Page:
The emergency shutdown of 12 French nuclear reactors over the discovery of defective parts has raised safety concerns over parts supplied to U.S. nuclear plants, but U.S. regulators so far are denying requests to take similar measures or even name the plants possibly affected.
An anti-nuclear activist group, Beyond Nuclear, has filed an emergency petition and freedom of information request with the U.S. Nuclear Regulatory Commission to release the names of reactors with flawed parts supplied by a French forge and to shut down those affected.
Beyond Nuclear filed the requests as French regulators took 12 of the country’s 58 reactors temporarily offline for the winter to run safety checkups. The French regulators took the extraordinary measure following the discovery of excessive carbon in the steel pressure vessel of a plant under construction and revelations of possible falsification of manufacturing records stretching back decades by the Le Creusot forge. The Le Creusot facility was acquired in 2006 by government-owned French nuclear giant AREVA S.A. Excess carbon, or "carbon segregation," can weaken steel to the point of cracking and can lead to a reactor meltdown.
"It is unacceptable that the NRC refuses to divulge the names of U.S. reactors with potentially defective parts from the Le Creusot forge," said Paul Gunter, director of reactor oversight at Beyond Nuclear, in a news release. "The failure of these parts could have catastrophic and long-lasting consequences with a high price not only in costs but in human health."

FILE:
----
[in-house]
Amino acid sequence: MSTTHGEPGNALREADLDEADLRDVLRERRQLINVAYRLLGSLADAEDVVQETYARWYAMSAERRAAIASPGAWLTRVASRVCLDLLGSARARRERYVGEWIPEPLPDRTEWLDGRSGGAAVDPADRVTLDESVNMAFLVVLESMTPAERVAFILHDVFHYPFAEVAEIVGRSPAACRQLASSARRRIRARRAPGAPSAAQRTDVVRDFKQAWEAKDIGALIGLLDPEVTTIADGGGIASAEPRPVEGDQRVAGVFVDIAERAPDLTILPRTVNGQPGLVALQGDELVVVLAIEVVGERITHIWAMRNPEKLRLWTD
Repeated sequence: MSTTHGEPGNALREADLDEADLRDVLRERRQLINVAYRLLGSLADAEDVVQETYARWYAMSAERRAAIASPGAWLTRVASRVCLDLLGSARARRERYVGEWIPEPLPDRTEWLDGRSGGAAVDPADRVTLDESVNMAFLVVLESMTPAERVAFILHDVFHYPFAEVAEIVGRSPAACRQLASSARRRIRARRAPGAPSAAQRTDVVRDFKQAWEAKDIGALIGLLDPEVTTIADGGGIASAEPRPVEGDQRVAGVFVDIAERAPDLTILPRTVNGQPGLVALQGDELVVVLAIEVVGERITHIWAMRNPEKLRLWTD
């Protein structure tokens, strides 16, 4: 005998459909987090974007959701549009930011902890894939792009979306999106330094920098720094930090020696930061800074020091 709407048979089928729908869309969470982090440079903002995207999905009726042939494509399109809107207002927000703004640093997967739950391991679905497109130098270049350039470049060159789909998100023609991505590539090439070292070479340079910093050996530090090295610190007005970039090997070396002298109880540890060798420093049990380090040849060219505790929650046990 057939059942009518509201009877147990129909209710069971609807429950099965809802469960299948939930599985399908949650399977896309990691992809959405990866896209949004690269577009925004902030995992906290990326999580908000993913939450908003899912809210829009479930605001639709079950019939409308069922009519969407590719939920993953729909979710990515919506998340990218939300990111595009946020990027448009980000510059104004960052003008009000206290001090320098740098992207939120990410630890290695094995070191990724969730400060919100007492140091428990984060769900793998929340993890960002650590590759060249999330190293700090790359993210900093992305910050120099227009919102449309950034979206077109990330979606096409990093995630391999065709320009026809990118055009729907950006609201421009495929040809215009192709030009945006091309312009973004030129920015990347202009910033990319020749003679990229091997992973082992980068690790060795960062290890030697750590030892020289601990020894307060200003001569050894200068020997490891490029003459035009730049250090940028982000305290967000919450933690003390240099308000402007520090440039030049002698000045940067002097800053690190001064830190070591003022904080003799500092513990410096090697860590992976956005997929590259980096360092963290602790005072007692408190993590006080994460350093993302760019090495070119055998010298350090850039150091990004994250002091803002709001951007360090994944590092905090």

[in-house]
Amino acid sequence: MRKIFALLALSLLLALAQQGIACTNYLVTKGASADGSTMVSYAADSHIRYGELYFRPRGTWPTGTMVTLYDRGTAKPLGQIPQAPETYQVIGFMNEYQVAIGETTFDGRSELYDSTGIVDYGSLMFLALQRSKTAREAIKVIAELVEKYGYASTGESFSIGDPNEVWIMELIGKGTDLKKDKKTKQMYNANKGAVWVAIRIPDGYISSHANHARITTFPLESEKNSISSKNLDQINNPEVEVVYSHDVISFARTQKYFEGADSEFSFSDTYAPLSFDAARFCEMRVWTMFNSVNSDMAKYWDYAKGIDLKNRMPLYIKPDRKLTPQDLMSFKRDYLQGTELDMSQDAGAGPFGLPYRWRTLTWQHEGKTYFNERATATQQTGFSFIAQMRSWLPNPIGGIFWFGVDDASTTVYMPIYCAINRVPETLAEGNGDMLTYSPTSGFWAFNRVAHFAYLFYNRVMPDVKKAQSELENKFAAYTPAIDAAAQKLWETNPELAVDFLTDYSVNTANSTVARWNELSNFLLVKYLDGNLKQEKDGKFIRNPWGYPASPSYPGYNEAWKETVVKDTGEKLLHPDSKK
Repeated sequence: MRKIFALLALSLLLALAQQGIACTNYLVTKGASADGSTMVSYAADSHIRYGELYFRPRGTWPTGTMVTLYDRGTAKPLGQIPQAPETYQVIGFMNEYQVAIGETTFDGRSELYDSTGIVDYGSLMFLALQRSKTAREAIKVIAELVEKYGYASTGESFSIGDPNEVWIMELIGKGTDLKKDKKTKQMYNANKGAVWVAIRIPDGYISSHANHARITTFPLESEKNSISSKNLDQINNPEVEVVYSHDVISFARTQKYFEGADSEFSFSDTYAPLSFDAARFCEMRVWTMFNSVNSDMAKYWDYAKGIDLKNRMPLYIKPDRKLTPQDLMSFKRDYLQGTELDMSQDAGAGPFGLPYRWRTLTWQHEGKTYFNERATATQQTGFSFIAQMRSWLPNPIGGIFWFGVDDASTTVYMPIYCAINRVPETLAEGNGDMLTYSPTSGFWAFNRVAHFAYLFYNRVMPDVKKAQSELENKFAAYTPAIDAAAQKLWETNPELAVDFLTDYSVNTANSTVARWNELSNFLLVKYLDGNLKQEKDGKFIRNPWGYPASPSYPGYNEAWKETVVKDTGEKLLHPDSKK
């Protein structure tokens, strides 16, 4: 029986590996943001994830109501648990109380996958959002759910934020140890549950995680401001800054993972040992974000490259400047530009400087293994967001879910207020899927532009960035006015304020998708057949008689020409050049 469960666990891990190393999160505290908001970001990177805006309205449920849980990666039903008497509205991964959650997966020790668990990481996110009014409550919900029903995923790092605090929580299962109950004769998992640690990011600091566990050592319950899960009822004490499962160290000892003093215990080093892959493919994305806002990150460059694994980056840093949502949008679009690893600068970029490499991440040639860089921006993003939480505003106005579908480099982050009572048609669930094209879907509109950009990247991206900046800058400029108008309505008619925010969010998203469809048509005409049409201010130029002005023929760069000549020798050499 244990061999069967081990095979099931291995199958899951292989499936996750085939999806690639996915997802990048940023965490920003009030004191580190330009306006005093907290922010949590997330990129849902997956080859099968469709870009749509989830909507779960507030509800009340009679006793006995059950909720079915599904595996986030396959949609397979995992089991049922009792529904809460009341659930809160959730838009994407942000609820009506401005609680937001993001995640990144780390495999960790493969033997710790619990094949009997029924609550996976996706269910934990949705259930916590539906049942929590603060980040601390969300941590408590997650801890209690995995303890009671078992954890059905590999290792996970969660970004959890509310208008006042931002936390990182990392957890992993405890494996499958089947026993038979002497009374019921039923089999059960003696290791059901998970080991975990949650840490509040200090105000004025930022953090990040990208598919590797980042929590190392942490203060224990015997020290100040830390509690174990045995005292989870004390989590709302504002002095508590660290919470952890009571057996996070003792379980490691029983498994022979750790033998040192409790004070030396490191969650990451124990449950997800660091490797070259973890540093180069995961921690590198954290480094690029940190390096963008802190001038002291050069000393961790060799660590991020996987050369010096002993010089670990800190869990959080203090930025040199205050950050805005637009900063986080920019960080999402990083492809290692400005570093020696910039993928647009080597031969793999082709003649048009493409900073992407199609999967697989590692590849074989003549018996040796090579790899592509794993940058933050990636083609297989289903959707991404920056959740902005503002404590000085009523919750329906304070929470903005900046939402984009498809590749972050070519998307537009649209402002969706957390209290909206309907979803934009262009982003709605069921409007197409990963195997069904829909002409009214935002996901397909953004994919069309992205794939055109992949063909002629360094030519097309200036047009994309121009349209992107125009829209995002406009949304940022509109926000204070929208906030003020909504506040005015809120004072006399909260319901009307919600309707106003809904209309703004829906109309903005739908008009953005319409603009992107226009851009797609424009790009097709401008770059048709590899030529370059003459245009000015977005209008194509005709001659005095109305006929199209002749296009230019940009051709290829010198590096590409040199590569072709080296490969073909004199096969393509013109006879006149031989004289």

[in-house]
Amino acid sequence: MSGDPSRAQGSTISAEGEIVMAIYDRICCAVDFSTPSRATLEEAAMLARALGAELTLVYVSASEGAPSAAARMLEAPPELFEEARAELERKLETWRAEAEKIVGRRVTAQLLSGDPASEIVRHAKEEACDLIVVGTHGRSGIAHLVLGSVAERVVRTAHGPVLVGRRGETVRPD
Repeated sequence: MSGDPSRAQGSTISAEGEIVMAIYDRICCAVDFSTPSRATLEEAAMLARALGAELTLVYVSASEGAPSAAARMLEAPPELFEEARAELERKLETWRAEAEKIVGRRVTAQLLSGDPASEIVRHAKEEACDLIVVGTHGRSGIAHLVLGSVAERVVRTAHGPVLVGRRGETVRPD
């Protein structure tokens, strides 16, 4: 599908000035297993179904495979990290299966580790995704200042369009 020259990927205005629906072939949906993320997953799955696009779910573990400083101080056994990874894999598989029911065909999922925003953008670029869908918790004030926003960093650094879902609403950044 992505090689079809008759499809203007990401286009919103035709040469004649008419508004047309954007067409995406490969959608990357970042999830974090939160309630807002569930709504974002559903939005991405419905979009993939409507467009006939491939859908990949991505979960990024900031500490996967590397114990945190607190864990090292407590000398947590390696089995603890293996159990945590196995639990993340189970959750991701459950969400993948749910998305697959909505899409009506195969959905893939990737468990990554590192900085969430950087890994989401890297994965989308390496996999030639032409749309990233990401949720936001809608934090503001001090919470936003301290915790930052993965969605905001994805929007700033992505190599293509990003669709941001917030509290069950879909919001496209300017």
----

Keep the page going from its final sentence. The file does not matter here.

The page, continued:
AREVA is auditing the forge’s records for about 6,000 nuclear reactor parts in parallel to an investigation by French nuclear energy regulators. Besides reactor pressure vessels, other possibly faulty parts manufactured at the forge and sold around the world include replacement lids for reactor vessels, steam generators and pressurizers.
The Wall Street Journal recently reported that an NRC investigation found that nine U.S. reactors use large components produced from the Le Creusot forge but refuse to publicly disclose them. A June report by Greenpeace France suggested that at least 19 reactors at 11 nuclear plants in the U.S. are operating with the potentially defective parts. There are 99 commercial reactors operating in the U.S. at 62 nuclear power plants.
David McIntyre, a spokesperson with the NRC, said in a statement that there are no indications of safety concerns for any U.S. plants at this time and, thus, no need for the federal agency to take immediate action. However, the NRC is following its French counterpart’s investigations and is in contact with AREVA as well, he said.
"Should the inquiry reveal any safety concerns, the NRC would take appropriate measures," said McIntyre, who added that, for proprietary reasons, the agency will not release any additional information at this time.
Local investigations by Reuters and Minneapolis' Star Tribune newspaper have so far only identified Unit 2 of Dominion Resources Inc.’s Millstone station in Connecticut and Xcel Energy Inc.’s two reactors at the Prairie Island plant in Minnesota as containing pressure vessels from the Le Creusot forge.
Ken Holt, a spokesman with Dominion, said in an interview that the Millstone nuclear plant operator is confident that the pressurizer, which was installed in 2006, presents no safety issues. However, Holt said Dominion is reviewing its documentation and is in contact with AREVA, as the part underwent an extra heat treatment, unbeknownst to Dominion, when it was produced.
Randy Fordice, a spokesperson with Xcel, said in a statement that after months of investigation and cooperation with the Nuclear Energy Institute and technical experts, the company has concluded that their plants, including Prairie Island, are safe and unaffected by any safety concerns raised in France. Fordice said some of the reactor vessel components at Prairie Island were made at Le Creusot in the early 1970s, but rigorous testing and inspections by the NRC over the past 40 years have identified no issues.